June 24, 2022

Illinois leaders react to the overturning of Roe v. Wade

Source: WFLD Fox 32 Chicago


Local politicians and leaders are weighing in Friday after the Supreme Court reversed its landmark ruling on Roe v. Wade, allowing states to ban abortions.

Gov. J.B. Pritzker called the decision "an enormous step backward" and is calling the General Assembly into special session in the coming weeks to "further enshrine" reproductive protections.

"In Illinois, we’ve planned for this terrible day, an enormous step backward and a shattering loss of rights," Pritzker said in a statement We passed the Reproductive Health Act, enshrining choice as the law of the land in Illinois. We removed the trigger law that would have prohibited abortion in Illinois with the overturning of Roe v Wade. We expanded health care so that finances are not a barrier to receiving reproductive care.

In Illinois, we are a state committed to expanding access to reproductive health care including abortion care, contraception access, fertility treatment and gender affirming care. We’ve made it clear that we trust people to make the best decisions for themselves about their own reproductive health."

Illinois in 2019 established in state law the right to reproductive health care, including abortion — a measure put in place just in case the landmark Supreme Court case was overturned. The groundwork to protect abortion in Illinois was set in 2017 when Republican Gov. Bruce Rauner signed a measure that both allowed the public funding of abortions and ensured the procedure would remain legal.

And in December, Pritzker signed a measure that repealed the last state law on the books that restricted abortion rights — a law that stopped minors from having to give parental notification before having an abortion.

"In Illinois, we will hold firm to these rights and continue to work with stakeholders to expand them," Pritzker said in his statement announcing the special session.

The Illinois Department of Public Health reported that 7,534 nonresidents received abortions in Illinois in 2019, compared with 5,529 in 2017 and 2,970 in 2014.

Mayor Lori Lightfoot said the decision will lead to more gender-based discrimination.

"It's a dark day in America for people who care about civil rights and equal justice under the law," Lightfoot said in a statement. "The Supreme Court's decision to strike down Roe v. Wade, the landmark legislation that has paved the way for people in need of reproductive care to access safe abortions for the past 50 years, is unfathomable and devastating."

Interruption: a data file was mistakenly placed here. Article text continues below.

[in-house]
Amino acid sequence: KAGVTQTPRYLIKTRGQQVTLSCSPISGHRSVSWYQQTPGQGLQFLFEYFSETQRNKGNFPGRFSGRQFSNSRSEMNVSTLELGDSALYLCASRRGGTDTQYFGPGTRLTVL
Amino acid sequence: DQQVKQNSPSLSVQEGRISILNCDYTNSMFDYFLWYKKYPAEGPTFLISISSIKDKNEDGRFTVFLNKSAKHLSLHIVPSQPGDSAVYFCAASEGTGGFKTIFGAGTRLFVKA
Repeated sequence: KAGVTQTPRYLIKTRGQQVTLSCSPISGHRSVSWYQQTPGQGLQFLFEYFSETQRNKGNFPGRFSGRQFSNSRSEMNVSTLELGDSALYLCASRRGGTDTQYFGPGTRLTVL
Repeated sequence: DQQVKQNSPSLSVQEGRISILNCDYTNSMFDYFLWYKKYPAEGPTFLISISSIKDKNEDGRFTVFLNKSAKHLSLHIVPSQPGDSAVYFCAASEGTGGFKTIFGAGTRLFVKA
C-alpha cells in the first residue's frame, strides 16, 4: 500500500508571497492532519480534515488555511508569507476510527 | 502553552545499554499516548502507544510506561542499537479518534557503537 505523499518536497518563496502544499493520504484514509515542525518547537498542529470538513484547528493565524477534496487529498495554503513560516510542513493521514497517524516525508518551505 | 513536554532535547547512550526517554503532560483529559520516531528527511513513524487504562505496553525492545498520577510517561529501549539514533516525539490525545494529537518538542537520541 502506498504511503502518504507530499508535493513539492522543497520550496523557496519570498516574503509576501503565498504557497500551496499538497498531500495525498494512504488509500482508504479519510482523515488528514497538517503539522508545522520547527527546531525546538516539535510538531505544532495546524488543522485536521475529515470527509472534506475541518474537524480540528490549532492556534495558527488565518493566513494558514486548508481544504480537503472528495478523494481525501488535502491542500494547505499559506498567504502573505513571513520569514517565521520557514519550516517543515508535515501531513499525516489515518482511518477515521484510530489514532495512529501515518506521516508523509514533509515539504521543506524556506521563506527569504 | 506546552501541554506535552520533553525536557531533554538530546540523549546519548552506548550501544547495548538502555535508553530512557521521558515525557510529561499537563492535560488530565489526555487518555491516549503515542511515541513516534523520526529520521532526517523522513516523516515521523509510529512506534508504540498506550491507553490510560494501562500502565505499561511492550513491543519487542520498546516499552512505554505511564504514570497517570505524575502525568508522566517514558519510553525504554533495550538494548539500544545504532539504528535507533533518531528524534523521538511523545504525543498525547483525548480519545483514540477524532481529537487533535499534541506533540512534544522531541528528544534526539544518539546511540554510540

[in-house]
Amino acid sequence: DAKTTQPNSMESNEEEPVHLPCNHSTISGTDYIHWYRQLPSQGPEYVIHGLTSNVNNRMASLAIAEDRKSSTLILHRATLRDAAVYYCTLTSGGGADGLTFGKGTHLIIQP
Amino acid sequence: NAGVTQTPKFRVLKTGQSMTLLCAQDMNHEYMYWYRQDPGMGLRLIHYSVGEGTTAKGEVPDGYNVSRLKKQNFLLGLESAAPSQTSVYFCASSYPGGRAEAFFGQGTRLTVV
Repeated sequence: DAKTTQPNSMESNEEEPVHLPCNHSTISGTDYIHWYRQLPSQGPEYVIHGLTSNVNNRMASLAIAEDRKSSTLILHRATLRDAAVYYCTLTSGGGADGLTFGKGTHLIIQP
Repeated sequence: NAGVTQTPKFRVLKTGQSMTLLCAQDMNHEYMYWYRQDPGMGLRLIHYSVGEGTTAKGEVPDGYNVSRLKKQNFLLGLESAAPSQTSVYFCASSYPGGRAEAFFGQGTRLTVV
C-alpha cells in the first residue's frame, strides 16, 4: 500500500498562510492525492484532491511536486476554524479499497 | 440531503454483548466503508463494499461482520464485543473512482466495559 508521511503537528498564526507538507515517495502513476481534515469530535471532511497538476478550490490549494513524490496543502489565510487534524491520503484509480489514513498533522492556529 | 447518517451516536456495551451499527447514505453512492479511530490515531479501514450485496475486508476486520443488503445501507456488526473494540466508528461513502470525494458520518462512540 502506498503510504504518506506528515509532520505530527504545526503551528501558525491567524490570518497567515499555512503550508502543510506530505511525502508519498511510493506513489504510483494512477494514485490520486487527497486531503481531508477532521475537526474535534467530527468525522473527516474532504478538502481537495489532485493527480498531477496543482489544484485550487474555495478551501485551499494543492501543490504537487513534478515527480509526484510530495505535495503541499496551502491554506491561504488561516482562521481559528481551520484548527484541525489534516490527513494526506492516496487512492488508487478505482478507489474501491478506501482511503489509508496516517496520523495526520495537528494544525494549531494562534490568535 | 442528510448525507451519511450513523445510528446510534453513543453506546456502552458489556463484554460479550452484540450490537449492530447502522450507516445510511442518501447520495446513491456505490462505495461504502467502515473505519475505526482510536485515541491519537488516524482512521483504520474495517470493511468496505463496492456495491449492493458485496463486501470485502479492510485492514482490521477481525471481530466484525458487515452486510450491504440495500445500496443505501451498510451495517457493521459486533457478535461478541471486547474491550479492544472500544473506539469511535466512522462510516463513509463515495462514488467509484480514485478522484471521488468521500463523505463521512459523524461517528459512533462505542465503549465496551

Cardinal Blase Cupich. archbishop of Chicago, issued a statement Friday praising the decision by the Supreme Court.

"We welcome this important ruling and the opportunity it creates for a national conversation on protecting human life in the womb and promoting human dignity at all stages of life. This moment should serve as a turning point in our dialogue about the place an unborn child holds in our nation, about our responsibility to listen to women and support them through pregnancies and after the birth of their children, and about the need to refocus our national priorities to support families, particularly those in need."

Former President Barack Obama condemned the reversal.

"Today, the Supreme Court not only reversed nearly 50 years of precedent, it relegated the most intensely personal decision someone can make to the whims of politicians and ideologues—attacking the essential freedoms of millions of Americans," Obama said in a tweet.

Sen. Tammy Duckworth said she was disappointed with the court's decision, calling it cruel and deadly.

"I am outraged and horrified—this outcome is a nightmare that robs women of their right to make their own choices about their healthcare and their bodies, and it paves the way for a nationwide abortion ban that Republicans have been seeking for decades. Millions of American families—including my own—have relied on Roe v. Wade for almost 50 years, and 70% of Americans believe it should remain the law of the land."

The ruling came more than a month after the stunning leak of a draft opinion by Justice Samuel Alito indicating the court was prepared to take this momentous step.

It puts the court at odds with a majority of Americans who favored preserving Roe, according to opinion polls.

Alito, in the final opinion issued Friday, wrote that Roe and Planned Parenthood v. Casey, the 1992 decision that reaffirmed the right to abortion, were wrong the day they were decided and must be overturned.

"We hold that Roe and Casey must be overruled. The Constitution makes no reference to abortion, and no such right is implicitly protected by any constitutional provision," Alito wrote.

This story is developing. Check back for updates.

By:  FOX 32 Digital Staff